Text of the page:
I am designing a J2EE application that is made up of a number of separate components that each have a well-defined responsibility. Each component is made up of one or more J2EE components (web clients and EJBs). I want to design the application such that it is easy in the future to deploy each component (or a group of components) on different servers. In order to do this I need to make sure that the interfaces between each component are exposed as remote interfaces (but I will use local interfaces inside each component). However, there are a number of entity beans that need to be accessed by more than one component. I am wondering how best to expose these entity beans. I believe there are a number of options:
1. Expose remote interfaces on each of the shared entity beans. The disadvantage of this approach is that it is inefficient and that I will not be able to take advantage of container managed relationships. (I am intending to use container managed persistence.)
2. Create a facade object (stateful session bean) for each of the entity beans which exposes a remote interface and in turn accesses the shared entity beans locally. The disadvantage of this approach is that I have to create some extra EJBs and that I cannot directly make use of container managed relationships etc from the client component.
3. I don't know if this is an option but I am wondering whether I can deploy a copy of each shared entity bean with each application component. The advantage of this approach is that the component would access the entity locally and could make use of container managed relationships. However, I don't know what the issues are with having more than one instance (per primary-key) of an entity in the same application. I don't know whether this would cause errors of whether they would get out of sync (because different instances with the same primary key would be updated by different clients). Initially each component would be deployed in the same server but later they would be deployed in different servers. In both cases with this option each component (JAR) would have copies of the shared entity bean classes.
Any suggestions as to the best approach and whether the last option is feasible would be much appreciated.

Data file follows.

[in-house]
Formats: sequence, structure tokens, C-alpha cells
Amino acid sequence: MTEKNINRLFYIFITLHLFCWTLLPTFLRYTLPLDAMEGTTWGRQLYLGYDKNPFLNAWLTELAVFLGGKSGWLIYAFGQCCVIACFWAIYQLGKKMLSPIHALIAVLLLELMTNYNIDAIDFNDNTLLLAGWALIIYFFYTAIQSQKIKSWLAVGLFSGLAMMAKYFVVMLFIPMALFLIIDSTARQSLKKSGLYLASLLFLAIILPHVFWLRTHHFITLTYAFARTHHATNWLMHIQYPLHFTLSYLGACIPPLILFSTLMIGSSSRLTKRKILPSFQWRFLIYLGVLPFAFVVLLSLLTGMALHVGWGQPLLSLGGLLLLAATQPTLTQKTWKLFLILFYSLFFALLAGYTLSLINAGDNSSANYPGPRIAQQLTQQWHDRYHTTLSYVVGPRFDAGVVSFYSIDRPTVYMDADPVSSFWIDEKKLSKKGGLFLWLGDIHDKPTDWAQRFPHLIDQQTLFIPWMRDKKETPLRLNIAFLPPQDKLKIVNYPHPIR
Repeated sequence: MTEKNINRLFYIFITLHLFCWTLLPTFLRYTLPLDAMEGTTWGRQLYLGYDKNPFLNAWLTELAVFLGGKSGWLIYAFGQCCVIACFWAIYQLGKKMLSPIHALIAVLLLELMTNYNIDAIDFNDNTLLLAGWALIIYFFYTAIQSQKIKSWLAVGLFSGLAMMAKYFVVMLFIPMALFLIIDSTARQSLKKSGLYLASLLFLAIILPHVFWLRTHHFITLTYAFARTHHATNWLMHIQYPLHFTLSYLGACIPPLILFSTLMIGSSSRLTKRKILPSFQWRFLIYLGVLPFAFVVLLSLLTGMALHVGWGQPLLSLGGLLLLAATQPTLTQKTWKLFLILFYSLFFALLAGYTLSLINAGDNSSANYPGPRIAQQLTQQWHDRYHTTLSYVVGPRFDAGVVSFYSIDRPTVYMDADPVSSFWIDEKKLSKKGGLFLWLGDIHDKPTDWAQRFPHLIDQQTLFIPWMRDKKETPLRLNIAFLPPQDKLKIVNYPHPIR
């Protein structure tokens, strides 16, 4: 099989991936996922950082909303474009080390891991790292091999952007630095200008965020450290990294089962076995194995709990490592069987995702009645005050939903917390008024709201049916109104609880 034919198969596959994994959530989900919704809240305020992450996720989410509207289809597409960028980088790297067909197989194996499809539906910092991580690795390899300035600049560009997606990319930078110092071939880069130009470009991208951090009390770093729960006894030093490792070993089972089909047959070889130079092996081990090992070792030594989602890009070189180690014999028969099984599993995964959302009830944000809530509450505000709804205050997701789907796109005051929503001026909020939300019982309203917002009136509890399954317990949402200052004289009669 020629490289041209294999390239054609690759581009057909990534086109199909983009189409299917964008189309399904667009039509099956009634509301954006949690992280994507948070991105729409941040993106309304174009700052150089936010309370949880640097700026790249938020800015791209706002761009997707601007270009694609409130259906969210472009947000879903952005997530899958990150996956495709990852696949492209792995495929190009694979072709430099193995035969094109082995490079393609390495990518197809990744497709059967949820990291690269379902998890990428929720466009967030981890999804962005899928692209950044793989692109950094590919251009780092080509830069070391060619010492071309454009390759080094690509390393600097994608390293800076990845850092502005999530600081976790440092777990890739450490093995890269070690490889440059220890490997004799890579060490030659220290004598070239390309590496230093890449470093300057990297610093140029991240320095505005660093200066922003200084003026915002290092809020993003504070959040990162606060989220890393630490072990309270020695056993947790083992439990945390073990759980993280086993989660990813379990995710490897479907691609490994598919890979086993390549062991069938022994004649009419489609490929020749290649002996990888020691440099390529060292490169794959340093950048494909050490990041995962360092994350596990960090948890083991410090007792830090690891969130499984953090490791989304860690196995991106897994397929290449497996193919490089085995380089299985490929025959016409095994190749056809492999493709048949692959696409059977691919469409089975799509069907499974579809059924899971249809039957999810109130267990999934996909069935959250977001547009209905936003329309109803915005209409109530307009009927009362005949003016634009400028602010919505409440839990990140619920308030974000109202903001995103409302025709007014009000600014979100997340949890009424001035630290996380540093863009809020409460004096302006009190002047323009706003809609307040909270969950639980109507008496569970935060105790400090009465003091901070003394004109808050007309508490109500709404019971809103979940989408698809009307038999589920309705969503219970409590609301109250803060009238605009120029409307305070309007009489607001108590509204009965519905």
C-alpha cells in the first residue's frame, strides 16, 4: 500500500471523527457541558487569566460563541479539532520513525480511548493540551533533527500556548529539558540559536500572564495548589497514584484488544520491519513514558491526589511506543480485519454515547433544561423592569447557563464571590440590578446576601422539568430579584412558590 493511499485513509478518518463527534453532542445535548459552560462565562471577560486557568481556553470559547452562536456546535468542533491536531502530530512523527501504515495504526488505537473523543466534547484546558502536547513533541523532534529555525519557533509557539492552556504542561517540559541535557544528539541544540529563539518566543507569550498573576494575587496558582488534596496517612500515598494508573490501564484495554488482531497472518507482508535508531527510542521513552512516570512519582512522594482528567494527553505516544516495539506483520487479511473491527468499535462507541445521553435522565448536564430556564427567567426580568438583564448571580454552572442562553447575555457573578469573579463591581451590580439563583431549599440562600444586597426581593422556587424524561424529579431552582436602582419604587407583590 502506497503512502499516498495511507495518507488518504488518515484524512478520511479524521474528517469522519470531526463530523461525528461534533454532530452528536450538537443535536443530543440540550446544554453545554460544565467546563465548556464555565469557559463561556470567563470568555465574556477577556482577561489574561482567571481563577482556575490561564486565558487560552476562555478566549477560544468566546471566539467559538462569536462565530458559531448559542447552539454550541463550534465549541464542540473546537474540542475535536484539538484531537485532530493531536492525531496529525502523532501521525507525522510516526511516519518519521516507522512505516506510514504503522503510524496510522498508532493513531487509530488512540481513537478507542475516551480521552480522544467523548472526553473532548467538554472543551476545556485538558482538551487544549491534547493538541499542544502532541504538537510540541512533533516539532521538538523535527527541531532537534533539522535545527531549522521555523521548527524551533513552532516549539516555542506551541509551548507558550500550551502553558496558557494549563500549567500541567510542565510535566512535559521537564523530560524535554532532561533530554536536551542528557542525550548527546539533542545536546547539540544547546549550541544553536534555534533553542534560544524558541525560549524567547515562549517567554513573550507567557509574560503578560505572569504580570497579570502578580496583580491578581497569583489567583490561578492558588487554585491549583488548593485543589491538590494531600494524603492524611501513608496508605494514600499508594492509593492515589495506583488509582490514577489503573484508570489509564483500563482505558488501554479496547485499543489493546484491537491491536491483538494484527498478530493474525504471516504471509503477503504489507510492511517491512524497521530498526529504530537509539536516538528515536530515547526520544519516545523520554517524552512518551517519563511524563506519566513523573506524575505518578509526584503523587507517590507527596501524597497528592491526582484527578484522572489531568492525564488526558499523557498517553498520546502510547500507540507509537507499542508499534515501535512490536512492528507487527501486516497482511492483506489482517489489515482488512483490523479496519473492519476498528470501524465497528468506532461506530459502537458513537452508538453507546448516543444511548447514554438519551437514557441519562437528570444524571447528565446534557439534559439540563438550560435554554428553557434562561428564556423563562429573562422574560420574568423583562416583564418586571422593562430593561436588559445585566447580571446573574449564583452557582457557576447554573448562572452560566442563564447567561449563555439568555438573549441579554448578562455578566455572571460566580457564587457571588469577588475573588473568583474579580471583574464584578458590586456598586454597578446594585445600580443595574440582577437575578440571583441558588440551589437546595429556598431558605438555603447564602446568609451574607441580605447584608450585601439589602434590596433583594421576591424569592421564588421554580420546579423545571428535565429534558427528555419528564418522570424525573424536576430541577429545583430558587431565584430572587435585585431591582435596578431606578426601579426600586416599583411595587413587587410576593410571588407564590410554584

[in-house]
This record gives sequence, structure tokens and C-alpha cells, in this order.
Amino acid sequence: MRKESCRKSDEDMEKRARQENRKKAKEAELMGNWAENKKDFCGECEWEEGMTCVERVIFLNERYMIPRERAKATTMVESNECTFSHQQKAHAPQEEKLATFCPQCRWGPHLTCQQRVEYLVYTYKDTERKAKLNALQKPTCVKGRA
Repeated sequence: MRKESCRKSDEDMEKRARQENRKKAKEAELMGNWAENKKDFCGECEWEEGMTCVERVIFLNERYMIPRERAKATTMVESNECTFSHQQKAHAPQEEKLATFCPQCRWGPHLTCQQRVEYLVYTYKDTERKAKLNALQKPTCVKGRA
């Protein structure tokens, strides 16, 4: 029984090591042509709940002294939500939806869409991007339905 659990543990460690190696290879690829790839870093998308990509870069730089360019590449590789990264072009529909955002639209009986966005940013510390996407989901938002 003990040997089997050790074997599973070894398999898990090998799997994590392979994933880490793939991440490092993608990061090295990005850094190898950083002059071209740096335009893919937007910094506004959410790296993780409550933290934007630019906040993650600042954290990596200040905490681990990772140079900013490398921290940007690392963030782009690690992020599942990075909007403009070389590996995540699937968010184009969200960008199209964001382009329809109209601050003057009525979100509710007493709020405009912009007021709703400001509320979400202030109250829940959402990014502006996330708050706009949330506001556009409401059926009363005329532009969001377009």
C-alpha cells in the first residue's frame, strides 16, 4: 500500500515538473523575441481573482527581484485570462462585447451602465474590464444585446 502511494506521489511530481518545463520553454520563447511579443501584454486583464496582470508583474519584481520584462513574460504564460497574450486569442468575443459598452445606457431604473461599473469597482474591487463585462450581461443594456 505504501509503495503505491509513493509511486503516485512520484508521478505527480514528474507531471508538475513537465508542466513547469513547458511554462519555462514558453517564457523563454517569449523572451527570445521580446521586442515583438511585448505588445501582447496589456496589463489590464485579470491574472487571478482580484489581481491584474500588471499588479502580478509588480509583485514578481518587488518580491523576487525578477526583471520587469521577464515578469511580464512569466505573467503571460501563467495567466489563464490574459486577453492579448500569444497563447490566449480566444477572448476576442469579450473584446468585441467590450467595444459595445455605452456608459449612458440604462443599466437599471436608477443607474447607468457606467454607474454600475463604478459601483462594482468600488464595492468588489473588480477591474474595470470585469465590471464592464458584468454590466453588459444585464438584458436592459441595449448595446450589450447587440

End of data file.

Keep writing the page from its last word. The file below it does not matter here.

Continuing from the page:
To state the obvious, the best answer depends on what you are trying to achieve. In particular, the volume of transactions and the proportion of reads to writes on the entity beans.
If you have really high volumes and lots of writes, you would need to set up multiple copies of the entity beans and to use clustering to synchronise the various copies of the entity beans. But understanding clustering and getting it to run is not a trivial problem.
If your volumes are lower, you would be able to synchronise the copies through the database. This means tweaking the commit-option for the entity beans (set up in jboss.xml) so that the entity beans reread the underlying data each time that they are accessed. This is inefficient but would be guaranteed to work.
An alternative approach is to keep a single set of entity beans in one instance of the JBoss server, and to run multiple copies of the separate components on different servers that access the single set of entity beans. This can be done by tweaking the ejb-ref to jndi-name links in jboss.xml and/or jboss-web.xml - well, that's what it says in the book.
Where your references to Entity Beans are almost entirely reads, you could use a different server for each component, and keep in each server a local cache of Value Objects containing the data from the Entity Beans. This minimises network I/O and server hits, BUT the local cache will not know if the underlying Entity Bean has changed.
So your option (3) is workable but only if you use clustering or the database to synchronise the copies.
Your option (2) is workable - but it would be a good idea to place the facade class on the servers containing each component rather than with the entity beans. This would enable you to change the strategy for accessing entity beans within the facade class without affecting the coding of higher level components.
Your option (1) could also work but would have a very heavy impact on network I/O if getters and setters on individual attributes were used.
Hope this helps.
Thanks very much for the information and suggestions. I don't know a whole lot about clustering so I guess I was trying to find a solution that would work initially running in a single app-server and that in the future rather than clustering the whole application I could just break it into bits and put different bits on different servers to help spread the load. It sounds like options 2. and 3. are both achievable. I will have to have another think about which one is going to be best.
I have had another think about it and I have realised that most of the shared entity beans are static (read-only) and that the ones that aren't will never be used by more than one component at the same time. (They go through a set of steps in the system and are flagged with a status depending on the step they are up to.) It seems that this will allow me to just make them all local access initially when I am running the whole application on the same server and then just replicate the shared entity beans with local access when I distribute the components onto different servers in the future taking care to configure CMP correctly. Thanks for your help with this.